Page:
That success created a platform for Sunstone to go public again when a major shareholder decided to exit the company. But this was no straightforward task. By that, time, due to changes in tax laws and so on, Reits could no longer operate hotels; so Sunstone had to unbundle the management company from the real estate, selling off the operating arm to Interstate Hotel Investors, which was required to keep the management team on.
Bob stayed on as CEO for three years and then became executive chairman for another five, before exiting with his personal portfolio. This now includes seven hotels, with four located at Los Angeles airport (LAX), two in Beverly Hills and another in Sonoma wine country, north of San Francisco.
Bob Alter on leadership
“I think being transparent, honest and someone they can respect, creates leadership. I call it the ‘no jerk rule’. Nobody wants to work with somebody who’s a jerk. You create your own image. Don’t be afraid to be real and treat people the way you want to be treated. That’s the secret of leadership.”
The push for rate parity & the value of loyalty
On the challenges to the industry posed by the OTAs over the last decade or so, Scott Dahl pointed out that Bob had “got involved with a couple of big ownership groups in championing what ultimately became rate parity in the online travel agency world”.
Asked what he thought about rate parity in hindsight, Bob said they had wanted to “extinguish the myth” that OTAs like Expedia and booking.com were offering better rates than the hotels and other travel agents. “We got the brands to accept the best rate guarantee.” This meant the major hotels would offer the best rate possible if guests booked directly with them rather than go through a third-party. “So we had to break that myth with the rate guarantee.”
Since then, he said, “We’ve been involved in breaking the best rate guarantee in a different way.” Major chains are now offering discounts through their loyalty programs. “Loyalty is one of those things, along with the service levels, that is really the brand’s biggest value today,” he adds.
“Going forward, through COVID-19, one of the things where the brands will clearly have an advantage, is giving frightened travelers peace of mind that their room is going to be super-clean – and that might not be true at the ABC hotel or at an Airbnb.”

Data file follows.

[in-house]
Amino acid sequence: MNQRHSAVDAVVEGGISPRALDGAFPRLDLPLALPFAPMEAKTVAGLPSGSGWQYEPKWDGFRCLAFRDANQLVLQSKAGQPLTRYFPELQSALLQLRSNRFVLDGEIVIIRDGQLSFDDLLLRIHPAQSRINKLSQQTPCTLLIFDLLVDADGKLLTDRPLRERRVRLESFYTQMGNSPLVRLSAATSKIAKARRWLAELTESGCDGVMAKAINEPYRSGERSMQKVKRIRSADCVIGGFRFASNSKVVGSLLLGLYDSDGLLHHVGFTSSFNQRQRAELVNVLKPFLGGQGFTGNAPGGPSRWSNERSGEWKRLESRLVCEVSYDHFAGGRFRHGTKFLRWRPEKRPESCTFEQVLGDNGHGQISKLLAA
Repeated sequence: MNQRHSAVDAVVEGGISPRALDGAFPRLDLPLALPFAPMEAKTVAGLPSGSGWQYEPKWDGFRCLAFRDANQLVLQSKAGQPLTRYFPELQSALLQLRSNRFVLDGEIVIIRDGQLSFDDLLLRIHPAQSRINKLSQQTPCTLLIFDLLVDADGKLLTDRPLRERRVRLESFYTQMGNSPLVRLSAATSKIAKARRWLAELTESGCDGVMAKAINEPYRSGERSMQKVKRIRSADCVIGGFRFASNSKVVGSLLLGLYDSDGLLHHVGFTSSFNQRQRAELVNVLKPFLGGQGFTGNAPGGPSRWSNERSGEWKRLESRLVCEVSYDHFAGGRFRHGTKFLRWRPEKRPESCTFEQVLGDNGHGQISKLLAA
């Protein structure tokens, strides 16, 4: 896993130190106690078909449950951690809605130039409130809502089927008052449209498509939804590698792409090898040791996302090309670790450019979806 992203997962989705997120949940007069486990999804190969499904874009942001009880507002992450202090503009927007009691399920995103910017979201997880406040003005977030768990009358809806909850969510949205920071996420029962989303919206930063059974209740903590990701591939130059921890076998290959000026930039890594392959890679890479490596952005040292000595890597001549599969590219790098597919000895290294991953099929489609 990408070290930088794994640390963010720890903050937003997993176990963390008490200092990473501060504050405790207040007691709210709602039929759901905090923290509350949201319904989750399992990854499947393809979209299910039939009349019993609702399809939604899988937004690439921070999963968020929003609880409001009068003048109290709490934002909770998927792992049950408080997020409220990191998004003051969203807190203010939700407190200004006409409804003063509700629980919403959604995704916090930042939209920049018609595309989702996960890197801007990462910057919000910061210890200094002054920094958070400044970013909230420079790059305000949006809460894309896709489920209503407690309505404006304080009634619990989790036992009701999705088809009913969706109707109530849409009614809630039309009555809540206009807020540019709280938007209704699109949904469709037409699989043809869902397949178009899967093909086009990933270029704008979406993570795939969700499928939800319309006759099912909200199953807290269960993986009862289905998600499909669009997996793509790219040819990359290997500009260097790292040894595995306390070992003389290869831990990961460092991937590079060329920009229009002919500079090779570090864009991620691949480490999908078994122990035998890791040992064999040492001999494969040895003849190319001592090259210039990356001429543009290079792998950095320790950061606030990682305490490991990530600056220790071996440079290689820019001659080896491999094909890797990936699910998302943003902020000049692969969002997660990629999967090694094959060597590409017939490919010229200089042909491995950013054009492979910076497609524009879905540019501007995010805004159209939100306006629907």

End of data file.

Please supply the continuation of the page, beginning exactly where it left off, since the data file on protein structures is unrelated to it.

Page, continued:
All the major brands, he added, “have come out with super-clean standards, ‘cleanliness guaranteed’. That will be the next great thing that brands will promote.”
Bob Alter’s careers advice
“Be open to possibilities. You don’t know when the opportunity is going to be around that corner. Don’t be set in your ways. Also, your reputation is your single biggest asset. Hospitality is a small business and people tend to know everybody else. So, your reputation as fair, honest and hard-working is something everybody appreciates. And if you want to become a hotel owner or go into hotel development, make sure you get good operational experience for a few years first, to ‘set the stage’.”
A ‘legend’ in the industry
“I’ve always admired how opportunistic you are,” Scott Dahl said, calling Bob ‘a legend’ in the industry. He was, Scott noted, among the first to have co-branded hotels in the same location and to cluster revenue management. Bob’s current venture, Seaview Investors, has even converted a hospital into a hotel which, “after a big earthquake was no longer seismically okay to be a hospital.” That conversion included putting the pool in the former morgue!
“Seaview seems to be culmination of your expertise and it seems like you’re having a little more fun,” said Scott.
In response, Bob noted that, “It’s less about growing the company than it is about getting great returns for the investors. When I ‘retired’, I decided it would be too boring to sit at home or play golf. So, my project is finding opportunities and turning them into profitable ventures.”